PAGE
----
“Wannop walked on his head in a most extraordinary manner”

By mid-May 1889, Jack Wannop had settled back into New Cross life and answered a challenge from the visiting Jack Carkeek, an experienced American wrestler of Cornish background. With George Steadman – the recognised ‘British heavyweight champion’ – failing to fix up with Carkeek, Wannop was prepared to meet him instead for the ‘wrestling championship of the world’, in the Cornish, Cumberland and Catch styles.

But first Wannop was welcomed home to New Cross in the traditional fashion – with a grand assault-at-arms in his name, held at the New Cross Public Hall on what is now Lewisham Way. On Monday 20 May, “most of the best men” in the wrestling, boxing and fencing profession were set to appear at the benefit for “the popular Jack Wannop, whose reputation as a boxer and wrestler is now world-wide.”

The Sporting Life continued – 

“Financially, perhaps, Jack’s invasion of America was not a success, but the way his friends have rallied round him since his return is of the most pronounced character, and a bumping benefit is sure to be the outcome of their efforts. We wish him success.”

Now settled back into his role as “the most popular man in New Cross”, Wannop wound up the night boxing Alf Mitchell. Two days later he was at Waite’s School of Arms on Brewer Street in Soho, “amusing the company” with three rounds of Catch-wrestling against a Kit Elwood, winning the match with a cross-buttocker. Ever the hard worker, he wound up the night with a boxing match against Jem Mace Jnr.

[Upon returning from America, Wannop took on the role of wrestling coach at the legendary boxer Jem Mace’s gymnasium in Soho, central London. This advert is from The Sporting Life, June 1889]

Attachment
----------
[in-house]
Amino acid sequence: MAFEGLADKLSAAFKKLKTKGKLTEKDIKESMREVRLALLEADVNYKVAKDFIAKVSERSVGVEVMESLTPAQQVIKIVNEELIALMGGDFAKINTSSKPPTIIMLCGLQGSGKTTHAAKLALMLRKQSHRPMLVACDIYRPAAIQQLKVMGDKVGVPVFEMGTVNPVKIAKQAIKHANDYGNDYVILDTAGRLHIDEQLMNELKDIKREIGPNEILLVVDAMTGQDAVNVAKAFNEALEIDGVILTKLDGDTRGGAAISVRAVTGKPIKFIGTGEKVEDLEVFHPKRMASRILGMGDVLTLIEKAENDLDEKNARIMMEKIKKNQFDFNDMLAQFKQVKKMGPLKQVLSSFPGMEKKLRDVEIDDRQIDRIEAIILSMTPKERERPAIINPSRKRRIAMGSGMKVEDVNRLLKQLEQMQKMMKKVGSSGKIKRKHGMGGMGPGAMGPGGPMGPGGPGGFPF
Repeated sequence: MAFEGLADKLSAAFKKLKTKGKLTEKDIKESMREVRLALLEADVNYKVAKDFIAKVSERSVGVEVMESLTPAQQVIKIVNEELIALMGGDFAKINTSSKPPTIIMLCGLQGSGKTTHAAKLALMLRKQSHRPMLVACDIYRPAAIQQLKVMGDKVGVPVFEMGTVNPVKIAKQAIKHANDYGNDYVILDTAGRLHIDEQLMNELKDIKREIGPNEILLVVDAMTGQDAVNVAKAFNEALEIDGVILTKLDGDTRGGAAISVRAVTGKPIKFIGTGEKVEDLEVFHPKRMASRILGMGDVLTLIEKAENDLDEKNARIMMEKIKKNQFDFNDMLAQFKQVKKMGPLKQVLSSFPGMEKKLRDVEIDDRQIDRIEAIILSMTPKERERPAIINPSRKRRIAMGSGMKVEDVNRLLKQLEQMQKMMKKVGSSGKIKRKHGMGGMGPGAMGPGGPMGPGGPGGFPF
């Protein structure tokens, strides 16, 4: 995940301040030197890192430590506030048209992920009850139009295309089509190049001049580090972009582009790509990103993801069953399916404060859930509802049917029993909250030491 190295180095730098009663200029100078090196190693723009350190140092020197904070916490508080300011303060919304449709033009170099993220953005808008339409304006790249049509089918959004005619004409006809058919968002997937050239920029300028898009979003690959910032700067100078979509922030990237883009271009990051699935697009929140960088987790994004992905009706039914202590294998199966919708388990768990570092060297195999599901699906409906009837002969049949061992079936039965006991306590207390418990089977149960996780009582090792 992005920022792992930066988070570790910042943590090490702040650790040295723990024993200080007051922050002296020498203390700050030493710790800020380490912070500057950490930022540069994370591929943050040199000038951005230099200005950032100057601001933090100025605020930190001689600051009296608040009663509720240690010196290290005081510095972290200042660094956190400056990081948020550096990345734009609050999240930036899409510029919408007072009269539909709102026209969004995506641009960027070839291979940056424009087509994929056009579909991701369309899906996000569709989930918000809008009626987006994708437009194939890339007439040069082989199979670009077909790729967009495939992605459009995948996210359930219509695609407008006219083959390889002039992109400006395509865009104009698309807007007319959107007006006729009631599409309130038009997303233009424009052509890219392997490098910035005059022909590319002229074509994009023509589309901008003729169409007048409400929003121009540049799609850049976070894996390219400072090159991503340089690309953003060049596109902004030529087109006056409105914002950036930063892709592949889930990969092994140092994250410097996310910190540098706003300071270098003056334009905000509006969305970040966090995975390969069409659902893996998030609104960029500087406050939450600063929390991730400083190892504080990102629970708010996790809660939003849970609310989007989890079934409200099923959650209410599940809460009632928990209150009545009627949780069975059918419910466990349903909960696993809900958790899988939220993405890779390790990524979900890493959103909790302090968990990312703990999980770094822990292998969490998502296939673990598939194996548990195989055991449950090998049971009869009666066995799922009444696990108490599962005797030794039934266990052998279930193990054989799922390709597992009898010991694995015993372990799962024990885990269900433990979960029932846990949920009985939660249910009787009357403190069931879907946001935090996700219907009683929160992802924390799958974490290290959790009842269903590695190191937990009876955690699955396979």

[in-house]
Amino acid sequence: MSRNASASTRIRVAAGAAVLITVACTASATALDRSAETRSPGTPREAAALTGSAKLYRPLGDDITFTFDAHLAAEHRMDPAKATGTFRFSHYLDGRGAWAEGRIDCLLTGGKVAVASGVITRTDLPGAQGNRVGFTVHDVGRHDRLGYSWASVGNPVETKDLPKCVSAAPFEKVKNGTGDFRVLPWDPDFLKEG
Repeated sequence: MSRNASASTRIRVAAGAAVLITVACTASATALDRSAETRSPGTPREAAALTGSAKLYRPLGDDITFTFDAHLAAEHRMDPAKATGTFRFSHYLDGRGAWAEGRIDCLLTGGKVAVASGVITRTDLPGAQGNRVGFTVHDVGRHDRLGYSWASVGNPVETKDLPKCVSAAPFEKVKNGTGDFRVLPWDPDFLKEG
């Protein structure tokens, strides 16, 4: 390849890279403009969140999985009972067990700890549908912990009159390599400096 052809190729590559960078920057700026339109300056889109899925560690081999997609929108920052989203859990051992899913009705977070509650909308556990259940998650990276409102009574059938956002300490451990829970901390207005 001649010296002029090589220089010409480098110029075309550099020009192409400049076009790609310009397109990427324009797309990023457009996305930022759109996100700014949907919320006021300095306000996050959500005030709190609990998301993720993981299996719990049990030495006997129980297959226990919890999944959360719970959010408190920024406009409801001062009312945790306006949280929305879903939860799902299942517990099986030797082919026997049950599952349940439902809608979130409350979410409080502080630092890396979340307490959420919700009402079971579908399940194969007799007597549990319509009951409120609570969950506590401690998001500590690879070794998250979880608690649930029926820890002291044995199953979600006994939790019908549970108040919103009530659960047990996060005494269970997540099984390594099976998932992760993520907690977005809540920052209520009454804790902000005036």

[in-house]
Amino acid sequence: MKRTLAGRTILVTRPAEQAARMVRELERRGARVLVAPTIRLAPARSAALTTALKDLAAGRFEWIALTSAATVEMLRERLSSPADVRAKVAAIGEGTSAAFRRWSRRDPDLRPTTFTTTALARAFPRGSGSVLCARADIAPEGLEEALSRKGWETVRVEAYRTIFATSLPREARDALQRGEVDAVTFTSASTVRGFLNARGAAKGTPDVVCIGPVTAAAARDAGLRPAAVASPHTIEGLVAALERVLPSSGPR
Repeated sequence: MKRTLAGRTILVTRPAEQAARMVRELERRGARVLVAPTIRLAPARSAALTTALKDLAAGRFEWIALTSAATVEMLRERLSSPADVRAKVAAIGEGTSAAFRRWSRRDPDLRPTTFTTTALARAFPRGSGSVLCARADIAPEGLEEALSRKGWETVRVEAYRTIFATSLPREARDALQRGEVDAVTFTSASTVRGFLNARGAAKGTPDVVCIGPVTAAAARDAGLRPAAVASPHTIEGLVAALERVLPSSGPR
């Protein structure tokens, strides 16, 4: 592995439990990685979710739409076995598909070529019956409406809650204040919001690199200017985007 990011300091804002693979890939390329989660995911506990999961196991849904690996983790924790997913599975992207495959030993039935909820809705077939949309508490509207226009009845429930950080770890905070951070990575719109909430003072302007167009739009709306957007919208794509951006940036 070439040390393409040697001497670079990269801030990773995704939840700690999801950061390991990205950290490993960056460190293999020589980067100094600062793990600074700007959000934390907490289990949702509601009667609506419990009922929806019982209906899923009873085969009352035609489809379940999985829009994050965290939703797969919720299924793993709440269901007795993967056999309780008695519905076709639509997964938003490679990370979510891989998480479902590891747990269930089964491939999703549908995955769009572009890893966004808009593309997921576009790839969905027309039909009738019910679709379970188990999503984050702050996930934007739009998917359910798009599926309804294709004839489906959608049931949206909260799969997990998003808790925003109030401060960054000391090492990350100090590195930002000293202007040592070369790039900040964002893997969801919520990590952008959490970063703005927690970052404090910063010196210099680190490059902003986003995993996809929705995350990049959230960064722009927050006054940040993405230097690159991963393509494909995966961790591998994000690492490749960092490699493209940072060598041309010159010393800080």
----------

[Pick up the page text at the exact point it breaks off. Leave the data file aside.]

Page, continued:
With Jack billed as The English Champion, the match with Carkeek was set for Saturday 15 June, to be held at the Olympia on Martin Street, Plymouth, a grand circus pavilion said to hold up to 7,000 people. Wannop was the firm favourite in Plymouth, according to The Sporting Life’s advert for the event, while Carkeek was naturally backed by Americans based in London. Both men deposited £50 for a £100 prize purse. 

Wannop left London for Plymouth via Waterloo Station on Thursday 13th and The Sporting Life reported on the Friday that while Carkeek was in tip-top condition, Wannop’s post-America form was “too corpulent” for the struggle. The Salt Lake Herald also printed observations on Jack’s “superfluous flesh” – although both men are said to have weighed in at 12 stone. Confusingly, reports just a few weeks earlier noted that Jack looked a little lighter upon his return from America than he had been at departure. 

“It will be no walkover for either man,” continued the paper. “While Wannop is almost certain to be victorious in the Northern back-hold style, Carkeek, according to the opinion of good judges, will more than hold his own when it comes to the catch-hold business. Wannop… without doubt has every inducement to put his best leg foremost, as defeat can scarcely tend towards enhancing his reputation as a first-class wrestler.”